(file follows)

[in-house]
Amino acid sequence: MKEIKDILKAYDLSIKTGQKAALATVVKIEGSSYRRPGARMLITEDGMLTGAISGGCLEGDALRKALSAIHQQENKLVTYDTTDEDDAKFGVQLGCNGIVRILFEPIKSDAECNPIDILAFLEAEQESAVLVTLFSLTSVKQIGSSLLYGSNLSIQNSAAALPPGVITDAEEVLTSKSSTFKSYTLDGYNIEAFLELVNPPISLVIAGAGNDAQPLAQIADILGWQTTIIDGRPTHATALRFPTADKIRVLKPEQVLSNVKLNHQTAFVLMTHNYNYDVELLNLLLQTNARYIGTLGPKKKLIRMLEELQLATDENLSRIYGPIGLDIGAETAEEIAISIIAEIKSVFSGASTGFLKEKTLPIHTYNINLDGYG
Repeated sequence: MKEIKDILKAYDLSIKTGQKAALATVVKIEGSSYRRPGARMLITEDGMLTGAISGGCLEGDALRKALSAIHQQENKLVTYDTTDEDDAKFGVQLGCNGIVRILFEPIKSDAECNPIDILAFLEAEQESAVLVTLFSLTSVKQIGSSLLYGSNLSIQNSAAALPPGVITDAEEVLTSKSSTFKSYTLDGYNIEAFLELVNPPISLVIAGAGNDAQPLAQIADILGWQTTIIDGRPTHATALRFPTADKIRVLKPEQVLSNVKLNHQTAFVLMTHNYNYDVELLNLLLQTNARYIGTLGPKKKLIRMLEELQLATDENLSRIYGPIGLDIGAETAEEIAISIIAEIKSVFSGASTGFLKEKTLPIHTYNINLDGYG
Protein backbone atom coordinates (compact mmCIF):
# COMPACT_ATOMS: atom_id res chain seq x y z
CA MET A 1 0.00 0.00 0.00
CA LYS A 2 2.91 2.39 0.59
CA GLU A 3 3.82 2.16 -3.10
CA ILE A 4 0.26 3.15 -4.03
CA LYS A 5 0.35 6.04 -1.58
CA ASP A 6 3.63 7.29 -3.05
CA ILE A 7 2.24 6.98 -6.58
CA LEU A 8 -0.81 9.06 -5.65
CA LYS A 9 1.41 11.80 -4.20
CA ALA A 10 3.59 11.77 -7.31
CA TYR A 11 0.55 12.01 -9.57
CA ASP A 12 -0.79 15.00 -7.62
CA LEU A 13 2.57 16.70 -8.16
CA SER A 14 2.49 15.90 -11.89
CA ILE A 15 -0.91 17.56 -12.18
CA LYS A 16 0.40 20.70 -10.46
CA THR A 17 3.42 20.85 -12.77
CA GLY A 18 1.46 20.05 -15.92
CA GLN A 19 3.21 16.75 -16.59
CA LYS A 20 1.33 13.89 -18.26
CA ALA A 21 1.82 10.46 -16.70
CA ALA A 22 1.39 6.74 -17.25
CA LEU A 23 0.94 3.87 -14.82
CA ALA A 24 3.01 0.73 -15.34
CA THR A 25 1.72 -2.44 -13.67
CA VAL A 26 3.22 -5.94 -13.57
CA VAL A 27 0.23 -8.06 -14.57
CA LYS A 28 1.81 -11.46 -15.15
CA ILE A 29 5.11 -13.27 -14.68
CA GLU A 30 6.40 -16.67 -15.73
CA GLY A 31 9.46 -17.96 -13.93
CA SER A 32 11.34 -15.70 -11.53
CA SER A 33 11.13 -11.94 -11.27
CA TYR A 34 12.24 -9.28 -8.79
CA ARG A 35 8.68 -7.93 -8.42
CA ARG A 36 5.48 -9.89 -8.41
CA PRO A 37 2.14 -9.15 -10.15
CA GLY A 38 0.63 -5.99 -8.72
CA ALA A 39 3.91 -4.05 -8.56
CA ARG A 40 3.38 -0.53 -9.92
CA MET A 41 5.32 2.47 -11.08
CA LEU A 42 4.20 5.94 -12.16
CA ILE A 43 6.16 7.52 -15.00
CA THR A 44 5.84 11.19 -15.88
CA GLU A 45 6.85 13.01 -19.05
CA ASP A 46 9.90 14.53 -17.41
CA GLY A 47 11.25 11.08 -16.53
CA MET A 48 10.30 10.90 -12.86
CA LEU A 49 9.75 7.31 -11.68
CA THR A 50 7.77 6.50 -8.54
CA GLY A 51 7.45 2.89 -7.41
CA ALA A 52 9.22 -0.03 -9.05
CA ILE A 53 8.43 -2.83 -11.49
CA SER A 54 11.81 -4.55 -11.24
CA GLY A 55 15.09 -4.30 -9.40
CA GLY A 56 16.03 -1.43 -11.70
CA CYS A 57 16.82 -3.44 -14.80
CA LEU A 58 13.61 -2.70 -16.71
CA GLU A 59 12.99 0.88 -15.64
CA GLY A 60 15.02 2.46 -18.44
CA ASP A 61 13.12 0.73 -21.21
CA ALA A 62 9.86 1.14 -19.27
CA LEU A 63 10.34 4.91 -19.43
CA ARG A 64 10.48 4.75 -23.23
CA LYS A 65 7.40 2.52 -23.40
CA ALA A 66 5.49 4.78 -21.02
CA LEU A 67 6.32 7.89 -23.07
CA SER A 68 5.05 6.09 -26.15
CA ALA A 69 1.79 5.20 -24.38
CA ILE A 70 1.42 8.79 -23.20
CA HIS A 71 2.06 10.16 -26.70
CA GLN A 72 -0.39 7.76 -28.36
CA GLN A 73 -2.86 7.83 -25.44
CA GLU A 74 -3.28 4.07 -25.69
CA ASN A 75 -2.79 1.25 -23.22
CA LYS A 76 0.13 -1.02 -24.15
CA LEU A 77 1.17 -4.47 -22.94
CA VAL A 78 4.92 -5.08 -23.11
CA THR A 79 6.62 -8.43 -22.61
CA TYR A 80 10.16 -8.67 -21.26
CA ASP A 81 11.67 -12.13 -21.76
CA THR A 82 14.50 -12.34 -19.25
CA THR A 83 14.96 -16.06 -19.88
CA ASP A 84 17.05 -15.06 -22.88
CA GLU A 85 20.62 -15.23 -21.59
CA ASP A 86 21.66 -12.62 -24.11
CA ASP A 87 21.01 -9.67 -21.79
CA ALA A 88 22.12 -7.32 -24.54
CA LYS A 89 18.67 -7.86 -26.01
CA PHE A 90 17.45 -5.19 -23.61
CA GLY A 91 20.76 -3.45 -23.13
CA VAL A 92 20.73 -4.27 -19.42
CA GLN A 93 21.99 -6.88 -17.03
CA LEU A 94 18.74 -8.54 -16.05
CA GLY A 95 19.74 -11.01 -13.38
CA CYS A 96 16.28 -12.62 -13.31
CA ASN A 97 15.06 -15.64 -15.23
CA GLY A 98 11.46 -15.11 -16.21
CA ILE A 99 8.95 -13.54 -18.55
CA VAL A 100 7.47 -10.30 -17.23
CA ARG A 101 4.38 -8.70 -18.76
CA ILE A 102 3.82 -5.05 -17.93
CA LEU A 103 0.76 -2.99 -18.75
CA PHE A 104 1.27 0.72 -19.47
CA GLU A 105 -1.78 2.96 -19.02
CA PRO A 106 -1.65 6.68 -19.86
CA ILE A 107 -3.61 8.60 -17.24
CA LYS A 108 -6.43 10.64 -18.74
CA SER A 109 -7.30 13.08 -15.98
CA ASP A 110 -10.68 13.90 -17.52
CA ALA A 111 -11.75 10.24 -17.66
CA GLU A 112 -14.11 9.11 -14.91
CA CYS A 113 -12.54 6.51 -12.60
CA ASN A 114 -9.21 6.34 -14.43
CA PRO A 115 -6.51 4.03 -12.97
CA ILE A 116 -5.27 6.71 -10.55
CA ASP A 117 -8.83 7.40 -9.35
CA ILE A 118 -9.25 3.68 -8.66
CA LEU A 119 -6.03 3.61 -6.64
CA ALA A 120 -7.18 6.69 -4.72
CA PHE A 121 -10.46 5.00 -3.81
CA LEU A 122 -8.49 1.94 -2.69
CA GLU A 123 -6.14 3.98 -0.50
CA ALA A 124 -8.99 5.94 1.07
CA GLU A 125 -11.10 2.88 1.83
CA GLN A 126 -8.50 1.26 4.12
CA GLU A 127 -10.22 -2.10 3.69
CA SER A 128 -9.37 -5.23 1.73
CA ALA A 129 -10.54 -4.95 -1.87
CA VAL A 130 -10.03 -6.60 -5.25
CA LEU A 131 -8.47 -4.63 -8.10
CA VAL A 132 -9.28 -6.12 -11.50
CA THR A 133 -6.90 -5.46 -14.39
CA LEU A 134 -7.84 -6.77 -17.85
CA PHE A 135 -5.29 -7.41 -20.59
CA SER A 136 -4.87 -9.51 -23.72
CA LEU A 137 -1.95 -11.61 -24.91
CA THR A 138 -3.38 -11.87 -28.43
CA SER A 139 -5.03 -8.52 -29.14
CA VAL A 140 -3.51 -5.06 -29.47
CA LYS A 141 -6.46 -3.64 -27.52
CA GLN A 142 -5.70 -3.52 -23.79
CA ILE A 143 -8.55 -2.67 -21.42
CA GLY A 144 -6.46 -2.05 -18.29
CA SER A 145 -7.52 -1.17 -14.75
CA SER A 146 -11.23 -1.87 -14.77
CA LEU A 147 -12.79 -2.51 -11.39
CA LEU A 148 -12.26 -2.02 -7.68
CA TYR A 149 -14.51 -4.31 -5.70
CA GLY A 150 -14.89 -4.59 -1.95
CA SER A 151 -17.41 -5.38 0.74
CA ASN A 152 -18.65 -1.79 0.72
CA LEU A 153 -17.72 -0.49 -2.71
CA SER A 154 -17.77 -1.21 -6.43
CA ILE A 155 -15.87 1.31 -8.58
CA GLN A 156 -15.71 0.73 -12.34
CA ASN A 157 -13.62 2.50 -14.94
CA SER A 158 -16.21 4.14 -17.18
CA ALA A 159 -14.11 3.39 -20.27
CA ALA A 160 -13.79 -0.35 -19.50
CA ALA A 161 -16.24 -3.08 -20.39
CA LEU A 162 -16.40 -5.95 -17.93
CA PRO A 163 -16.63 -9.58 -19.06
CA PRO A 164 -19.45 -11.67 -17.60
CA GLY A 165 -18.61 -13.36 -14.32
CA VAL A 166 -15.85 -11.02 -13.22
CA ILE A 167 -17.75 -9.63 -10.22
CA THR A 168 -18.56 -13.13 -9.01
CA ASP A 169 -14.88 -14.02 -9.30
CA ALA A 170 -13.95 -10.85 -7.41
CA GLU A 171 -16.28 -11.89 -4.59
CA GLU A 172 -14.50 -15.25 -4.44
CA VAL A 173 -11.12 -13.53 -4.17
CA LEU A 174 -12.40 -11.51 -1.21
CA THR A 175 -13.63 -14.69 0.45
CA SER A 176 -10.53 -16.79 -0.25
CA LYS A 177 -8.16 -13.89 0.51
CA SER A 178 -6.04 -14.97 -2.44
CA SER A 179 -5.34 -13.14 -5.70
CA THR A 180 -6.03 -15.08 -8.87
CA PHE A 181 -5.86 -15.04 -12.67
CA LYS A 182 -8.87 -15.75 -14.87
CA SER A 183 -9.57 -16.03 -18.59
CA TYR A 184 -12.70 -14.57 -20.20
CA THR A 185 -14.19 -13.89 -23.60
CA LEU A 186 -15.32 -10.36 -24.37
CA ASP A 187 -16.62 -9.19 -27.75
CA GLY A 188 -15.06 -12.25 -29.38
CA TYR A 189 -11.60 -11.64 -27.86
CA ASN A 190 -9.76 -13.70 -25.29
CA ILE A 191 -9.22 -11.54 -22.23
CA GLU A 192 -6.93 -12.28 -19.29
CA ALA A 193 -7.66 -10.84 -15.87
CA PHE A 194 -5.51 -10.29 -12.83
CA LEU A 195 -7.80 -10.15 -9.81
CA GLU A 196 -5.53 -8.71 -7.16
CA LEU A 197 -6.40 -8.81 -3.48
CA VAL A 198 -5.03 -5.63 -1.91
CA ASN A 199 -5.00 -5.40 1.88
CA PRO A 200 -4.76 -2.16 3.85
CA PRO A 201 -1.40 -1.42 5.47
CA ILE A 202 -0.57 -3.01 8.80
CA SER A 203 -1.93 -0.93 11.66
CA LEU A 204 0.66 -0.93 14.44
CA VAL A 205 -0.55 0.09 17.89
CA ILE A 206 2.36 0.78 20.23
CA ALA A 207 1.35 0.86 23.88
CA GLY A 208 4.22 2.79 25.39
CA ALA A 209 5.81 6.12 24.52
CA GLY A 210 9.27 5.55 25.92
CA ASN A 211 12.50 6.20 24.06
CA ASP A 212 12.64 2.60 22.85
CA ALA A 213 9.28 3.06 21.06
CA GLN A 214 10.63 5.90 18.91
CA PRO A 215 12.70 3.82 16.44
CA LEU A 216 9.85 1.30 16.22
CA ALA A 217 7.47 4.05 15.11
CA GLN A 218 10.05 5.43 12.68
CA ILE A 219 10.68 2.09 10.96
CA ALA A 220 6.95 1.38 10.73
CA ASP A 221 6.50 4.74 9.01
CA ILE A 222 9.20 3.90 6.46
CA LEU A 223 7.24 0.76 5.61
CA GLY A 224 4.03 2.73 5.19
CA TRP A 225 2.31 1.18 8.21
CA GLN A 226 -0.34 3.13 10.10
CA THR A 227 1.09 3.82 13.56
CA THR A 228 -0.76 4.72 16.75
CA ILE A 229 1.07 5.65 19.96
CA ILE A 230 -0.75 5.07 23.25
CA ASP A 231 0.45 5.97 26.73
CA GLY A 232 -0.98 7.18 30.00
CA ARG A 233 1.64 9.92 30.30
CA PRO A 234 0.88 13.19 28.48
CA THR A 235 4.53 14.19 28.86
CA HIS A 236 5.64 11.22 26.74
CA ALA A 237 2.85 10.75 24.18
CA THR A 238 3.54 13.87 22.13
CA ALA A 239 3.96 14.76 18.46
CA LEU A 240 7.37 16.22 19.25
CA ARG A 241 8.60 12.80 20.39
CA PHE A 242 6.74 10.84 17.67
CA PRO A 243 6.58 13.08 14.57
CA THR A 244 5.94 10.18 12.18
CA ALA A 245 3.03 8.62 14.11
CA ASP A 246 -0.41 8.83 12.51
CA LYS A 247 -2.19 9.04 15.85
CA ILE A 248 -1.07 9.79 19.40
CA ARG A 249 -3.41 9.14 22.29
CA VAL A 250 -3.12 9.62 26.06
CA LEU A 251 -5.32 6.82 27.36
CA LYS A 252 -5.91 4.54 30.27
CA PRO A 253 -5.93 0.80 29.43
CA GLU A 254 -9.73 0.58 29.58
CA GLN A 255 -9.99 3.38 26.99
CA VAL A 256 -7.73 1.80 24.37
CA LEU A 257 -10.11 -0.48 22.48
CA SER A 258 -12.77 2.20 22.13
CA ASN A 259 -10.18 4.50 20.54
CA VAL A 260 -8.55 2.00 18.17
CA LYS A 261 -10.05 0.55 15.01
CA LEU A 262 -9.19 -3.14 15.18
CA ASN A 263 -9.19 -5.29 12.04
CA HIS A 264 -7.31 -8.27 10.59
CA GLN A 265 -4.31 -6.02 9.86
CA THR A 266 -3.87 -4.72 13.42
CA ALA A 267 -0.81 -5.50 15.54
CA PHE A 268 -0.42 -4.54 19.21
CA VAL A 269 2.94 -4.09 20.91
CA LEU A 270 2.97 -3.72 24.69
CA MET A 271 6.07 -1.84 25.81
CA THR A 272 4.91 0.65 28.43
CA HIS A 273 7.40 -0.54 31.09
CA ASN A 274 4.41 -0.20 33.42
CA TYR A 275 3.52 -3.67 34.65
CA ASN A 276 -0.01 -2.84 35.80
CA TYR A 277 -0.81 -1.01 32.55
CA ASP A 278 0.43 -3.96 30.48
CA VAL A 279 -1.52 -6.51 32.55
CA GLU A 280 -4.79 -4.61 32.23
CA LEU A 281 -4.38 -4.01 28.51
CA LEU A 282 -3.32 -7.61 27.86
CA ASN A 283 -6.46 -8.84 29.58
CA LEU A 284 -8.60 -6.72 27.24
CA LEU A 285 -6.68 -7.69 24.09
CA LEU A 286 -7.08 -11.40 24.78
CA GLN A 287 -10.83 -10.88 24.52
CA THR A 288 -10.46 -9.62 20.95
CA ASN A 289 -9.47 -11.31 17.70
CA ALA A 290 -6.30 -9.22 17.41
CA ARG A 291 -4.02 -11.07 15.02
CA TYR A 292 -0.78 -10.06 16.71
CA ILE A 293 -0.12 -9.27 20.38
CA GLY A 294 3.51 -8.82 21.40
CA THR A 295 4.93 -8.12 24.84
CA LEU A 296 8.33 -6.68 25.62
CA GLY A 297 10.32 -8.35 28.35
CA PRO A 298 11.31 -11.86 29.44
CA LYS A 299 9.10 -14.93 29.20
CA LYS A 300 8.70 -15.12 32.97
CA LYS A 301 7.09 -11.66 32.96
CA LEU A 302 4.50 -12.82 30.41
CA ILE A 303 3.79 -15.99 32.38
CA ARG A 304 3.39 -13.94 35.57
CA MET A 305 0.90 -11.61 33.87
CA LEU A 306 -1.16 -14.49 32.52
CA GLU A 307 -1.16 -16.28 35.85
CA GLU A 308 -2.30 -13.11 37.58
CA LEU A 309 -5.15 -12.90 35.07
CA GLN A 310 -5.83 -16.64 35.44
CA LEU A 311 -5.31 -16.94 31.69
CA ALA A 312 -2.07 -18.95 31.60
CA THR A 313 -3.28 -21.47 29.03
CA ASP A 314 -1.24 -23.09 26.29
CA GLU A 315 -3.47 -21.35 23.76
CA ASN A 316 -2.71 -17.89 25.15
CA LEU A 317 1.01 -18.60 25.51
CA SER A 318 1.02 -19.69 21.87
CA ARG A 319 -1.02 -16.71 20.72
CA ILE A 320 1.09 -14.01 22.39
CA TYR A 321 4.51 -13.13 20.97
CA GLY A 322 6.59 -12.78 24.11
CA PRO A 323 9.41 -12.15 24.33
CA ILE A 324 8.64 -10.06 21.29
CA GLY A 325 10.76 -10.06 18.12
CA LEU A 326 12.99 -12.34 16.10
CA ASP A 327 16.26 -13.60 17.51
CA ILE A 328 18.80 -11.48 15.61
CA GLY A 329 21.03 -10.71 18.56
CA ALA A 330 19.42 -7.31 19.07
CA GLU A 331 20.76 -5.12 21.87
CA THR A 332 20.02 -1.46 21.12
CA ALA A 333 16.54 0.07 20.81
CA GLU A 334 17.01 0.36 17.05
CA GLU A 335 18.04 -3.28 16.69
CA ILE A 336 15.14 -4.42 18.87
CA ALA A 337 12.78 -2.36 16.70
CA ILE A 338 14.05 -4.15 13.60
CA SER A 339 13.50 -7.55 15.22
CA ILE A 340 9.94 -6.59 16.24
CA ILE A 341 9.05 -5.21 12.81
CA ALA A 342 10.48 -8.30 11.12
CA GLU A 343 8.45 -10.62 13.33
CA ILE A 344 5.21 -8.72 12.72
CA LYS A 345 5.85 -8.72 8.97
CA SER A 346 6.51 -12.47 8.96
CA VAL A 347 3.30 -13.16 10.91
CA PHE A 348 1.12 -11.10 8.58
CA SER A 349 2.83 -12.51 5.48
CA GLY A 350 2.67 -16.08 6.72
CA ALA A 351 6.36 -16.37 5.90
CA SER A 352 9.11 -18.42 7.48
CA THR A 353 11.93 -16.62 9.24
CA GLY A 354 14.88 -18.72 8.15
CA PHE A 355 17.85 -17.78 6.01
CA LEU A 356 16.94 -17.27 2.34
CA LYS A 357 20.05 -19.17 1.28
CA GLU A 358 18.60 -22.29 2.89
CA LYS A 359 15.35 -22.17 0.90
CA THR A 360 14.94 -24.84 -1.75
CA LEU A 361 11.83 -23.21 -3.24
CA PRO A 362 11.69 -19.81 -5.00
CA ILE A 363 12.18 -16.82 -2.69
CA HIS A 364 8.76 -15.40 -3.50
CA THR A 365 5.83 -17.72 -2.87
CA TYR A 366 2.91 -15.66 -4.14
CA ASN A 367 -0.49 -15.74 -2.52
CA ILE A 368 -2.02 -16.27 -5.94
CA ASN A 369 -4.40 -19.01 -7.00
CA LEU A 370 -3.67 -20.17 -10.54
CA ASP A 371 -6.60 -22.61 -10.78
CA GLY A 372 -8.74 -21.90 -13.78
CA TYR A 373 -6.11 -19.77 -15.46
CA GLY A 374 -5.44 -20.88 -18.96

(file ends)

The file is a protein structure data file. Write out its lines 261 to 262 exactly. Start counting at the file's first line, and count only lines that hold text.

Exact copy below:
CA VAL A 256 -7.73 1.80 24.37
CA LEU A 257 -10.11 -0.48 22.48